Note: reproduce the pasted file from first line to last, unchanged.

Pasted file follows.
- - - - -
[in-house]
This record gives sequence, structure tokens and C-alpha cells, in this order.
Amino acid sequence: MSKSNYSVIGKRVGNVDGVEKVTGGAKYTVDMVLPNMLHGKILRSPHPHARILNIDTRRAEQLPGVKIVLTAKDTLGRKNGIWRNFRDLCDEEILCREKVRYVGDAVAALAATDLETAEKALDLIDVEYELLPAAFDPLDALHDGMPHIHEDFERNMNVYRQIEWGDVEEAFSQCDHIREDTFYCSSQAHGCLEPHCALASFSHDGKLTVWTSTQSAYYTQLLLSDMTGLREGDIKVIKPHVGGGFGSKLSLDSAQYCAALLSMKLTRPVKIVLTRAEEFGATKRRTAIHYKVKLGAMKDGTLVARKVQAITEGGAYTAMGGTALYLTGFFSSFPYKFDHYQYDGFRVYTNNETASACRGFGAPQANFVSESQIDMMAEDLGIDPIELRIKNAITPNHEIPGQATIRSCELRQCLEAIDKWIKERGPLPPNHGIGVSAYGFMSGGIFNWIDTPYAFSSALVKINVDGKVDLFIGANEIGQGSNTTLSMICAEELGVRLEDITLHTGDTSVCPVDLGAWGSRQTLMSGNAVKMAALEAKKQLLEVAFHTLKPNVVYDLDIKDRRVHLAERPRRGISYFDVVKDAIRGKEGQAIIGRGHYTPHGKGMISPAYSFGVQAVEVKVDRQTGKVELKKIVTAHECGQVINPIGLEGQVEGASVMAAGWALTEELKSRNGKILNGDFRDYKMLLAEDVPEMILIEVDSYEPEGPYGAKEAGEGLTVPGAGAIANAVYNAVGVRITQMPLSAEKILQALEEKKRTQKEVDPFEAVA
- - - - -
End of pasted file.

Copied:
[in-house]
This record gives sequence, structure tokens and C-alpha cells, in this order.
Amino acid sequence: MSKSNYSVIGKRVGNVDGVEKVTGGAKYTVDMVLPNMLHGKILRSPHPHARILNIDTRRAEQLPGVKIVLTAKDTLGRKNGIWRNFRDLCDEEILCREKVRYVGDAVAALAATDLETAEKALDLIDVEYELLPAAFDPLDALHDGMPHIHEDFERNMNVYRQIEWGDVEEAFSQCDHIREDTFYCSSQAHGCLEPHCALASFSHDGKLTVWTSTQSAYYTQLLLSDMTGLREGDIKVIKPHVGGGFGSKLSLDSAQYCAALLSMKLTRPVKIVLTRAEEFGATKRRTAIHYKVKLGAMKDGTLVARKVQAITEGGAYTAMGGTALYLTGFFSSFPYKFDHYQYDGFRVYTNNETASACRGFGAPQANFVSESQIDMMAEDLGIDPIELRIKNAITPNHEIPGQATIRSCELRQCLEAIDKWIKERGPLPPNHGIGVSAYGFMSGGIFNWIDTPYAFSSALVKINVDGKVDLFIGANEIGQGSNTTLSMICAEELGVRLEDITLHTGDTSVCPVDLGAWGSRQTLMSGNAVKMAALEAKKQLLEVAFHTLKPNVVYDLDIKDRRVHLAERPRRGISYFDVVKDAIRGKEGQAIIGRGHYTPHGKGMISPAYSFGVQAVEVKVDRQTGKVELKKIVTAHECGQVINPIGLEGQVEGASVMAAGWALTEELKSRNGKILNGDFRDYKMLLAEDVPEMILIEVDSYEPEGPYGAKEAGEGLTVPGAGAIANAVYNAVGVRITQMPLSAEKILQALEEKKRTQKEVDPFEAVA